Catecholamine-Induced Cardiomyopathy in Pheochromocytoma: How to Manage a Rare Complication in a Rare Disease?
Horm Metab Res. 2018 Sep 18;:
Authors: Santos JRU, Brofferio A, Viana B, Pacak K
Pheochromocytomas and paragangliomas (PHEOs) are rare neuroendocrine tumors. Clinical manifestations include different cardiovascular signs and symptoms, which are related to excessive secretion of catecholamines. Catecholamine-induced cardiomyopathy in PHEO (CICMPP) is a rare but dreaded complication of PHEO. Once patient is diagnosed with this condition, the prognosis is worse and a surgical risk is much higher than expected. This article focuses on how catecholamines affect the heart and the pathophysiologic mechanism of CICMPP. The cardiovascular responses to catecholamine depend mostly on which catecholamine is released as well as the amount of catecholamine that is released. The acute release of norepinephrine and epinephrine from PHEO increases heart rate, systemic vascular resistance, myocardial contractility, and reduces venous compliance. The excessive adrenergic stimulation by catecholamine results in severe vasoconstriction and coronary vasospasm, myocardial ischemia, and subsequently damage, and necrosis. Chronically elevated catecholamine levels lead to significant desensitization of cardiac β-adrenoceptors. The increased levels of the enzyme β-adrenoceptors kinase (βARK) in the heart seems to mediate these biochemical and physiological changes that are consistently correlated with attenuated responsiveness to catecholamine stimulation. Through these mechanisms different types of cardiomyopathy (CMP) can be formed. This review discusses extensively the 3 types of cardiomyopathies that can be present in a PHEO patient. It also provides the clinical presentation and diagnostic and therapeutic algorithm in managing patients with CICMPP.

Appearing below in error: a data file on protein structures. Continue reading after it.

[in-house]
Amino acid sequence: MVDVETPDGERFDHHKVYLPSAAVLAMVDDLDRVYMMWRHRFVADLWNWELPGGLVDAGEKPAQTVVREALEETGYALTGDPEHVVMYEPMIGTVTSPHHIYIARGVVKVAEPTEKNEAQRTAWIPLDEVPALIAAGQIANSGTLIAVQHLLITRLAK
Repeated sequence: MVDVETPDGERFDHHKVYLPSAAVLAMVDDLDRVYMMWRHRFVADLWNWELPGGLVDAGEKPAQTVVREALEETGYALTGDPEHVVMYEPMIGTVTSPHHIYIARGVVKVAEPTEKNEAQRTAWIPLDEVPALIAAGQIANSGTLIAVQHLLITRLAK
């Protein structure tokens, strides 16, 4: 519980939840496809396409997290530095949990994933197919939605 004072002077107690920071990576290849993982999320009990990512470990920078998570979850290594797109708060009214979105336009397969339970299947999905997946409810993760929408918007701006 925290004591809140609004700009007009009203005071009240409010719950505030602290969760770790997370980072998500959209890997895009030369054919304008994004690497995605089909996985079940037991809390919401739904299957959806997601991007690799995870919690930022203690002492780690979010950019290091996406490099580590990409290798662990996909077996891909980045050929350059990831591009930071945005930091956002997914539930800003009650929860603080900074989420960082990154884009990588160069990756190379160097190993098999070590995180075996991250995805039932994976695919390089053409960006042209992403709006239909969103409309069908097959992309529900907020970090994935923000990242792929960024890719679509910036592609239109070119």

PMID: 30227459 [PubMed – as supplied by publisher]